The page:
On the night of November 30, 2013, Laurent Brossoit stopped 30 of 31 shots and backstopped the Oklahoma City Barons to a win. Since that night, he has been the great goalie hope for an organization—and there’s good reason to believe—that has consistently shown an inability to grow their own goalies. In over 70 AHL games and one in the NHL as a member of the Edmonton organization, Brossoit has supplied consistent play in a position of extreme weakness. We are likely less than a full year away from his NHL ascension.
PREVIOUSLY NO. 6 ON THE WINTER LIST
- December 2004: R Colin McDonald (140 NHL games)
- December 2005: D Matt Greene (589 NHL games)
- December 2006: D Tom Gilbert (612 NHL games)
- December 2007: C Kyle Brodziak (641 NHL games)
- December 2008: L Liam Reddox (100 NHL games)
- December 2009: L Linus Omark (79 NHL games)
- December 2010: L Curtis Hamilton (1 NHL game)
- December 2011: G Tyler Bunz (1 NHL game)
- December 2012: D Martin Gernat
- December 2013: C Bogdan Yakimov (1 NHL game)
- December 2014: R Greg Chase
This is an interesting view of the last 10 years, and includes some good players taken outside the first round. Greene, Gilbert and Brodziak have enjoyed solid careers and Colin McDonald took forever to get there but he grabbed two seasons worth of NHL pay, too. Later seasons and into this decade sees disappointment or ‘too soon to know’ prospects, some fun players (Reddox, Omark) in the group in later years.
WHAT THEY SAID ON DRAFT DAY
- The Scouting Report: Brossoit is a guy that has all the athletic qualities to be a quality NHL goalie. He is big, strong, quick, and agile. He has a long reach and is able to extend his body to take up a good portion of the net. Playing for an Edmonton team that was woeful in its own end didn’t help him statistically as he faced numerous high difficulty scoring chances on a nightly basis. His weakness is that he can be susceptible to letting in soft goals when he loses his mental focus.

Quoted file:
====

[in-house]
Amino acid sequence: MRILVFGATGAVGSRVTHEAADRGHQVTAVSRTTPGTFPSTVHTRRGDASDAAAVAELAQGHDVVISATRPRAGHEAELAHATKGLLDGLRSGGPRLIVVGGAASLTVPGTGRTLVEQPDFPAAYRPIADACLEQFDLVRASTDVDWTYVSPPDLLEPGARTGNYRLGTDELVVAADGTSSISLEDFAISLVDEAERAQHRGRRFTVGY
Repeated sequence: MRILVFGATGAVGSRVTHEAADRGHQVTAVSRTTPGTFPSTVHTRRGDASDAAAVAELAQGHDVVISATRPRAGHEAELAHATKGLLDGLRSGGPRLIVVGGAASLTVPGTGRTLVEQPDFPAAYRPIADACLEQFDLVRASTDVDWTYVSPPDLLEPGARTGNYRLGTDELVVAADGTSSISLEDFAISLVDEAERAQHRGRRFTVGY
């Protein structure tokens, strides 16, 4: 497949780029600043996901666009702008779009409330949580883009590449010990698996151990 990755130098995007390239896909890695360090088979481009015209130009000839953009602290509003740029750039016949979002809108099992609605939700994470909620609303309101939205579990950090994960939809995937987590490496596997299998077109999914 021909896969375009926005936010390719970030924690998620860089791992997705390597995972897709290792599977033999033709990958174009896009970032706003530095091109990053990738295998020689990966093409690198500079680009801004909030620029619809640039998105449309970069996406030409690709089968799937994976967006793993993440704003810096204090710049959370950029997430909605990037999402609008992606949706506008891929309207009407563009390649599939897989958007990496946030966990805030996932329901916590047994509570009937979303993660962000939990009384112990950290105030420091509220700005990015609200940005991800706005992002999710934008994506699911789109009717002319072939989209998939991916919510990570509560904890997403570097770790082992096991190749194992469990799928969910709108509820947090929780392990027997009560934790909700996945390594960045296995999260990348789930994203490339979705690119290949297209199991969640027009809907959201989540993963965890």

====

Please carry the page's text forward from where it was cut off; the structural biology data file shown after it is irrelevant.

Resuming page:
- NHL Scout via Guy Flaming: “Of the goalies this year I think Brossoit has the most potential because of his size and his athleticism. But he’s really raw.”
- Kirk Luedeke: Edmonton goalie Laurent Brossoit is another big, athletic netminder with upside. Though we’ll admit we’re not sure how he leapfrogged the aforementioned Liston, Matovsky and Honzik. And based on what we’ve been told from NHL scouts out west, they’re not sure about Central’s reasoning either.
SOME TIME DURING 2013-14…
- Laurent Brossoit: “I simplified my game. I used to think that the harder I worked and the harder I moved, the harder it is to score on me. But I’ve kind of learned through all of the goalie coaches I’ve been fortunate enough to have been coached by that I am big enough so the less I do is more. The more positionally sound I am and the more calm, cool and collected I am the harder it will be to beat me.” Source